The headlines from the major National Cutting Horse Association (NCHA)-sanctioned shows across the country contained a myriad of the hottest competitors, but in the Open division, the names of Cool N Hot and Hashtags became synonymous with success.
As the NCHA tallied points throughout the season after each stallion marked high score after high score, it reminded those keeping track of what they already knew — the two horses, a 4-year-old and a 5-year-old, were neck and neck for Open Horse of The Year honors.
“It’s quite an honor,” Kobie Wood said. “We had no plans to pursue this at the beginning of the year. Usually, this happens to a guy with eight to 10 horses, not one!”
Wood and Paula shared the stallion throughout the year, topping the Open and the Non-Pro division time and time again.
“He’s told me that he was a good horse all the time,” said Wood, who after watching Paula succeed with Cool N Hot after very little time together realized their flashy stallion was the “real deal.” “Every show got better and better, and it was one of those things where everything came together. We had the right bunch of cows, had the right help, had the right people loping my horse and had the right boys sitting with me when we were watching cows.”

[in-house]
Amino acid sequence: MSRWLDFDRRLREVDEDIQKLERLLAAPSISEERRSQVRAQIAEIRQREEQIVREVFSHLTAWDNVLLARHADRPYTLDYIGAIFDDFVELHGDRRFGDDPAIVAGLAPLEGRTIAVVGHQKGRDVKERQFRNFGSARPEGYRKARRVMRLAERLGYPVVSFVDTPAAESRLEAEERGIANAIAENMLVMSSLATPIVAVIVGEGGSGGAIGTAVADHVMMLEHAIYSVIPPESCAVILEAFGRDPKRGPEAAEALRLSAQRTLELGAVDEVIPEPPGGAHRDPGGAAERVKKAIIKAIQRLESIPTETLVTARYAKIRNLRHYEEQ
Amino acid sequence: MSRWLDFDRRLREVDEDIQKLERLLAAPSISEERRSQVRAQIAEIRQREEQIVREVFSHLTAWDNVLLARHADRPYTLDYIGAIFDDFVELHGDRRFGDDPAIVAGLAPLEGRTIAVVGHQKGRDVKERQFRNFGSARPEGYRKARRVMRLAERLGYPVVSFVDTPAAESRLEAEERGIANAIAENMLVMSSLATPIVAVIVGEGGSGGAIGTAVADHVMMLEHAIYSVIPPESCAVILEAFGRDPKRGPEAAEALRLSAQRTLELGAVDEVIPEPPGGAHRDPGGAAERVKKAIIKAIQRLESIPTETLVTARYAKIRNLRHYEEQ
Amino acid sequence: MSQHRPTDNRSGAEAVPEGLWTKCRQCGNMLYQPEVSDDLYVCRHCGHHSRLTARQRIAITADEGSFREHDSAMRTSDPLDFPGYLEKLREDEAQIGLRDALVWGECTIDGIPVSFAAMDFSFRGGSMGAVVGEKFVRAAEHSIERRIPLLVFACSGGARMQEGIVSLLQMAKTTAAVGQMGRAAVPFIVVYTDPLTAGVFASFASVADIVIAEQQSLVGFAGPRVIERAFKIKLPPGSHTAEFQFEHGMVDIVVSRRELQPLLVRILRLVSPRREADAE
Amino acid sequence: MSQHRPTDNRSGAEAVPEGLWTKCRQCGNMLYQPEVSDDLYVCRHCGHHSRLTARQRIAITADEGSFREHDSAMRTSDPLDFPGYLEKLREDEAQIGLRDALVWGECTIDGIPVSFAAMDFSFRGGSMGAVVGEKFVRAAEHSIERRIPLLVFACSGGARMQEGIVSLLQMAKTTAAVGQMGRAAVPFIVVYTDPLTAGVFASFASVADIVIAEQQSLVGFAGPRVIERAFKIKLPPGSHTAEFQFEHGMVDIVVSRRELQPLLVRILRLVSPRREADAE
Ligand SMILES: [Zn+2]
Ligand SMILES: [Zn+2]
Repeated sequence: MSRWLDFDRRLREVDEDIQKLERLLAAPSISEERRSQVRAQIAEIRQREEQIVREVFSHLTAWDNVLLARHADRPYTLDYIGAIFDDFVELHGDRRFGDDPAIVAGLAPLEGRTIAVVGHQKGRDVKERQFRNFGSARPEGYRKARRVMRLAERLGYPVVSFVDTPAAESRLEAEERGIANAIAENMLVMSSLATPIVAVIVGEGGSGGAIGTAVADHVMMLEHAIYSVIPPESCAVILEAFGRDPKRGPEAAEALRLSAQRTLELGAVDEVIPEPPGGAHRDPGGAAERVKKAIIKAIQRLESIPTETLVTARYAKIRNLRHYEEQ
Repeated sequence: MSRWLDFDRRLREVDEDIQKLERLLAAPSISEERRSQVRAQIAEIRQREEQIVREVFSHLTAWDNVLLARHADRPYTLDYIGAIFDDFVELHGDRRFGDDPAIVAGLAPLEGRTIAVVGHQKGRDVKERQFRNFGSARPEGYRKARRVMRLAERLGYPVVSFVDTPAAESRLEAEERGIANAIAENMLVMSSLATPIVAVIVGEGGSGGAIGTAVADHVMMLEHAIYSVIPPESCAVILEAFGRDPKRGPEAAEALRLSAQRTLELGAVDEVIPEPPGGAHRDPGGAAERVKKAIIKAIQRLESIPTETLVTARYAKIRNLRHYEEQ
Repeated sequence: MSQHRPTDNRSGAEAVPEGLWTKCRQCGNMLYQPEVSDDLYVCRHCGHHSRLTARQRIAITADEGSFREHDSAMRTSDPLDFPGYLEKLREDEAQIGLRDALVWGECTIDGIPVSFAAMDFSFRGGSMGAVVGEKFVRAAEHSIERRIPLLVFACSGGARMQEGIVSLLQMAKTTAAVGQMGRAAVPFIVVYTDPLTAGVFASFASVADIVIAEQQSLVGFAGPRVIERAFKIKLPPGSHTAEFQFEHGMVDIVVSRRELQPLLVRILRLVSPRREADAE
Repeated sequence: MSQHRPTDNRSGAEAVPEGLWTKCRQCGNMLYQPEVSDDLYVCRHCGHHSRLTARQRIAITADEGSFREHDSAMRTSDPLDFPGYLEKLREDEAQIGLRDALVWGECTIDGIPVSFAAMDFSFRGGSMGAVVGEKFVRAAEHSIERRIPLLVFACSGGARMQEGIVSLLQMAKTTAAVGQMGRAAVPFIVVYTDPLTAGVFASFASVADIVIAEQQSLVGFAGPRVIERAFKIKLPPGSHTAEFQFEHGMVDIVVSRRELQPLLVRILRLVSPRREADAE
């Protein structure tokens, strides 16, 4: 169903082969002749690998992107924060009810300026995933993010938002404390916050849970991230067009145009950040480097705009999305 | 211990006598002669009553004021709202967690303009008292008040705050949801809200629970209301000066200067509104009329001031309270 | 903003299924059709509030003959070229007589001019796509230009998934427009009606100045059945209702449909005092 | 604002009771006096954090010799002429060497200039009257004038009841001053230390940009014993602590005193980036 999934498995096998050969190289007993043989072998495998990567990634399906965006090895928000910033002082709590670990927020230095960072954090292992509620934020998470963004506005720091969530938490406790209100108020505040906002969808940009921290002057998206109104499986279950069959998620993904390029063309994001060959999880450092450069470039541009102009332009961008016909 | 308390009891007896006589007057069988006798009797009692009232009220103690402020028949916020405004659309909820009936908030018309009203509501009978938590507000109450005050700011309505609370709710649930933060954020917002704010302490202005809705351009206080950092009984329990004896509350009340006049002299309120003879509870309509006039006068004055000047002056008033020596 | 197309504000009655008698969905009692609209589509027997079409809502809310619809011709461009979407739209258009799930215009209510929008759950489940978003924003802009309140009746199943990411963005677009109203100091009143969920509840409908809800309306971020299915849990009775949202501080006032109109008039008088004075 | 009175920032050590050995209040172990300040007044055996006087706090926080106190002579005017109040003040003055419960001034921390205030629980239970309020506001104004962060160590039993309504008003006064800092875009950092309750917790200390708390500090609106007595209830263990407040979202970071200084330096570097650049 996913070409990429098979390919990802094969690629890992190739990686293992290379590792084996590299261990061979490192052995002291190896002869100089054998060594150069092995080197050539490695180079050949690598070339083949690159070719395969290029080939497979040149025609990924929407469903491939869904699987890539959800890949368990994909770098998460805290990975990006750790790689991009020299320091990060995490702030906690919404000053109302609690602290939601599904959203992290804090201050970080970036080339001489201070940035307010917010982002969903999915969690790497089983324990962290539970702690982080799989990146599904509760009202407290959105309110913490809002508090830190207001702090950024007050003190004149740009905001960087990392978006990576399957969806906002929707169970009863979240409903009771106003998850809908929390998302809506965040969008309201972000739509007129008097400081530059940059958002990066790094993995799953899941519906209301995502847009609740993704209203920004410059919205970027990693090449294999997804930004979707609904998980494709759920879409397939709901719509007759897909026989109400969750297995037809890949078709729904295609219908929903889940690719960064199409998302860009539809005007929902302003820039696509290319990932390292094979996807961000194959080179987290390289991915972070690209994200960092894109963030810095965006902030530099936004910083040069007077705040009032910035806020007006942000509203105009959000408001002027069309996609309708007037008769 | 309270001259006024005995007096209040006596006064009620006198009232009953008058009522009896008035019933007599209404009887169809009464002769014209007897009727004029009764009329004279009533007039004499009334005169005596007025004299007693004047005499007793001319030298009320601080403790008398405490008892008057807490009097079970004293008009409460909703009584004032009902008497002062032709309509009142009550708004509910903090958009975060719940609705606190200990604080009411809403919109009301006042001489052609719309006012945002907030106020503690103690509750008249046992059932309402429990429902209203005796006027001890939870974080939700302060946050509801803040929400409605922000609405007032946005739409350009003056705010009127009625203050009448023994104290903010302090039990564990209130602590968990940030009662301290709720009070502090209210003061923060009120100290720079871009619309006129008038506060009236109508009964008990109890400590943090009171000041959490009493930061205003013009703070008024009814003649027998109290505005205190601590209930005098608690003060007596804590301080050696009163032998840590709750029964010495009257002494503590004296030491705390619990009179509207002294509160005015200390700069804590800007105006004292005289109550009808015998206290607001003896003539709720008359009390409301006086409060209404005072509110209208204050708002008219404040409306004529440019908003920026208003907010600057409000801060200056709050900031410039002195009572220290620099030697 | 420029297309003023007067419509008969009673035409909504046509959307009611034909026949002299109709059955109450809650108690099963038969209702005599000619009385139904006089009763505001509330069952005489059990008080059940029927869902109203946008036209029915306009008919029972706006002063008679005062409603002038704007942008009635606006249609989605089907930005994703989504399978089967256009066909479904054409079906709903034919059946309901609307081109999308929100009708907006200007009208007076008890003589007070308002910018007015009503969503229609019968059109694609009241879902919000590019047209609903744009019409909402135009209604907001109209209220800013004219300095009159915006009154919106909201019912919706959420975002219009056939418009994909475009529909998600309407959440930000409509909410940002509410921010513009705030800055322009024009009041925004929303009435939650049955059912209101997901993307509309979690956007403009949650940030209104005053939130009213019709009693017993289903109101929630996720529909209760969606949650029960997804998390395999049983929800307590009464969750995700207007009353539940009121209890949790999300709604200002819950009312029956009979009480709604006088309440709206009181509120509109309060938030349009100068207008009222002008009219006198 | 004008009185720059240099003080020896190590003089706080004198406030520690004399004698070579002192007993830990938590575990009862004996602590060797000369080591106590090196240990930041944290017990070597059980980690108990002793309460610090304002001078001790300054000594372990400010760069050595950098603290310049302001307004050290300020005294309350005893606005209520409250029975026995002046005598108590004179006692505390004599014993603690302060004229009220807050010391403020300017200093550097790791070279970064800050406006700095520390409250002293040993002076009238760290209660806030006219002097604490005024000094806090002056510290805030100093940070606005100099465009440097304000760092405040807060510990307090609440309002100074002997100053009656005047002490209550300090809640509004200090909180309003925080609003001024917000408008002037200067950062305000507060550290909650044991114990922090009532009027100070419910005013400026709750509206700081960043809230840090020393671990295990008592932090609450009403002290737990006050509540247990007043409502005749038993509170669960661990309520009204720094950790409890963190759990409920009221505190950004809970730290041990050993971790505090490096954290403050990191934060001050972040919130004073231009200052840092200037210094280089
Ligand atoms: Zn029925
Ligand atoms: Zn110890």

With a successful show season to reminisce about, despite some harrowing health concerns, it wasn’t hard for Wood to find a few favored moments from the show pen, as well.
“I think the big highlight was at the Bonanza Cutting. I won it [with Cool N Hot], and then Paula turned around and won on him, back-to-back, within three days of each other.”
The next stop was the NCHA Super Stakes, which Wood called one of the biggest moments of the year. It was there that Wood and his stallion marked a 227 — the highest score he’d ever marked in the Will Rogers Coliseum on a 4-year-old — to claim the Open Championship.
Shortly afterward, a health scare put Wood in the hospital. Getting over that hurdle was the best part of 2018 for Wood, an Equi-Stat Elite $5 Million Rider.
“Well, I pulled through my heart surgery. That was the highlight,” he said with a laugh.
While Wood was out of commission due to surgery, Sean Flynn catch-rode for his fellow trainer, maintaining the horse’s momentum in the pen.
“I’ve always liked Sean’s horses. He’s never catch-rode for me before, but I was never in this position,” explained Wood, who approached Flynn about taking over Cool N Hot’s reins in Abilene. Flynn offered to ride the horse for free, an offer Wood wouldn’t accept.
Flynn first partnered with the stallion before Wood’s heart attack in the Derby Open finals at the Cotton Stakes in West Monroe, Louisiana. After Wood went into the hospital, Flynn continued on to the Breeder’s Invitational, where the duo claimed the Derby Open Reserve Championship.
“I just knew it fit, and he didn’t try to change my horse,” Wood said Flynn, who has amassed nearly $3 million in earnings. “He just tried to find out what made my horse tick. We had a good deal, and he did quite well.”